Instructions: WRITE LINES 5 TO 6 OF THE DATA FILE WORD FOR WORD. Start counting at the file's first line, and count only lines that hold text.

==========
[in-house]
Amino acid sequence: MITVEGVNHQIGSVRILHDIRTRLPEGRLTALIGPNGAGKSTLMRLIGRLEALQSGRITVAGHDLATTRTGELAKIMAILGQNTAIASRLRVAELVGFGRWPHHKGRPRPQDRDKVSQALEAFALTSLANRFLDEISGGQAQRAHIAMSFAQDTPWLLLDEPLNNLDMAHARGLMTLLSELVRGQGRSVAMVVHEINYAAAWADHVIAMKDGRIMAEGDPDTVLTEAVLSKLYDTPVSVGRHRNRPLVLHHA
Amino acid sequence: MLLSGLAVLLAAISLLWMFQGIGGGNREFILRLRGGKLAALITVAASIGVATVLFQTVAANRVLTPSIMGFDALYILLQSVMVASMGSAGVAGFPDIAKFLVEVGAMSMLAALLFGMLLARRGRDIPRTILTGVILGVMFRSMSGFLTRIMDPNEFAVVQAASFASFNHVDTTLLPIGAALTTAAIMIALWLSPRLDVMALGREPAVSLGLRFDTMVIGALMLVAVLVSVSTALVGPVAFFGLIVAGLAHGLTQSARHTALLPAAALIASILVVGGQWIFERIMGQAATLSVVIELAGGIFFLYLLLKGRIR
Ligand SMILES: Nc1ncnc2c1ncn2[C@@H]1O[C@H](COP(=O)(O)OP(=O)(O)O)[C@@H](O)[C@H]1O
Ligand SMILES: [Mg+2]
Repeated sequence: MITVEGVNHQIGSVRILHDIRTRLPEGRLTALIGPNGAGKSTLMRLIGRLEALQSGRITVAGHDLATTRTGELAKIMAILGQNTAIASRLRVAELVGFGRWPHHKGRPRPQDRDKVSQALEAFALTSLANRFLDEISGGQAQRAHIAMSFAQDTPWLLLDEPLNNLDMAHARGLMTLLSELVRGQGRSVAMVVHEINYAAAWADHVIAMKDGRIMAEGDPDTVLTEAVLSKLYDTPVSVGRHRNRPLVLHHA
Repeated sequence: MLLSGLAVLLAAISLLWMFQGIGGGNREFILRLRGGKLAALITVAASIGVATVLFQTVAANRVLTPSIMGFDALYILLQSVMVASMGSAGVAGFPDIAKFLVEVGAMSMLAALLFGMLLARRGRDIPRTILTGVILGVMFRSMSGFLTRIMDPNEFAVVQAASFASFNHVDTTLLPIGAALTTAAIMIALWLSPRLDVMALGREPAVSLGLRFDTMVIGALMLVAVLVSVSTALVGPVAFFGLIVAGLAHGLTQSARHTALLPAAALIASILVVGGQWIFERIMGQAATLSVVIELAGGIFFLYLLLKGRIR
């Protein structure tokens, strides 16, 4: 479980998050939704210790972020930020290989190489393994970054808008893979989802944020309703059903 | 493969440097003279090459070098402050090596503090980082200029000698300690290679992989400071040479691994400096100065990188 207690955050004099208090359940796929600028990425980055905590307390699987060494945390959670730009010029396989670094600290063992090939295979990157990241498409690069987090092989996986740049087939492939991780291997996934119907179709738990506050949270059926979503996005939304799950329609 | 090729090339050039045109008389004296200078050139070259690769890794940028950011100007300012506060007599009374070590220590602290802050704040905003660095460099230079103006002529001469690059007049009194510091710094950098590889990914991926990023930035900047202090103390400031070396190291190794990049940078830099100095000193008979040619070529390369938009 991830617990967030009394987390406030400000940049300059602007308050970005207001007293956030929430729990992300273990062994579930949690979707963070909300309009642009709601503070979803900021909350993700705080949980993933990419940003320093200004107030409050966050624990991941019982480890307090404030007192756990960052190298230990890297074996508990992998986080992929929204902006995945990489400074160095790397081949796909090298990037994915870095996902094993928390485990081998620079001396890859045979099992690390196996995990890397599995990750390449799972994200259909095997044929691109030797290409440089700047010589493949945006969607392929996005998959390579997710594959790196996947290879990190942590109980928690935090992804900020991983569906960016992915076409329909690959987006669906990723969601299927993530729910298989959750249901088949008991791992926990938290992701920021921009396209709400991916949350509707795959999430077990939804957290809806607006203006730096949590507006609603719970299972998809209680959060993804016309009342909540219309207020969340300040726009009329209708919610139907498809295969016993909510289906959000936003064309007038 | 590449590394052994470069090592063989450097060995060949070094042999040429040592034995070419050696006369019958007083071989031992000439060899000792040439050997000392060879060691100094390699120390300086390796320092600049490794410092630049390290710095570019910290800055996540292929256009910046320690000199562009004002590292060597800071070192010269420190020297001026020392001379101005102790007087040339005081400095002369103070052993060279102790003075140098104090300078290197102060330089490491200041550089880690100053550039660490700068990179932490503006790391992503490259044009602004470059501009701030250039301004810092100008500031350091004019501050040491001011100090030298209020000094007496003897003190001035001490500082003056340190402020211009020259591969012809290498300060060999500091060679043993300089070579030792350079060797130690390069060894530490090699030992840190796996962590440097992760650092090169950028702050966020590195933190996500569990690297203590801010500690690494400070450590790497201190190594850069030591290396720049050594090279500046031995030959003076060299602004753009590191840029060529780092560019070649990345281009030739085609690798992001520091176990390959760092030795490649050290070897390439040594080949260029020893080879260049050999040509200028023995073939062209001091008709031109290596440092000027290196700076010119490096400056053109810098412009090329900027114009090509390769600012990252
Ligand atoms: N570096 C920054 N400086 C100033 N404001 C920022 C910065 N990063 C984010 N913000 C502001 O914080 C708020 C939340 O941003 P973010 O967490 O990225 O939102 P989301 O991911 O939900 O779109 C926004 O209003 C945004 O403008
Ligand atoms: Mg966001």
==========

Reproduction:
Ligand SMILES: [Mg+2]
Repeated sequence: MITVEGVNHQIGSVRILHDIRTRLPEGRLTALIGPNGAGKSTLMRLIGRLEALQSGRITVAGHDLATTRTGELAKIMAILGQNTAIASRLRVAELVGFGRWPHHKGRPRPQDRDKVSQALEAFALTSLANRFLDEISGGQAQRAHIAMSFAQDTPWLLLDEPLNNLDMAHARGLMTLLSELVRGQGRSVAMVVHEINYAAAWADHVIAMKDGRIMAEGDPDTVLTEAVLSKLYDTPVSVGRHRNRPLVLHHA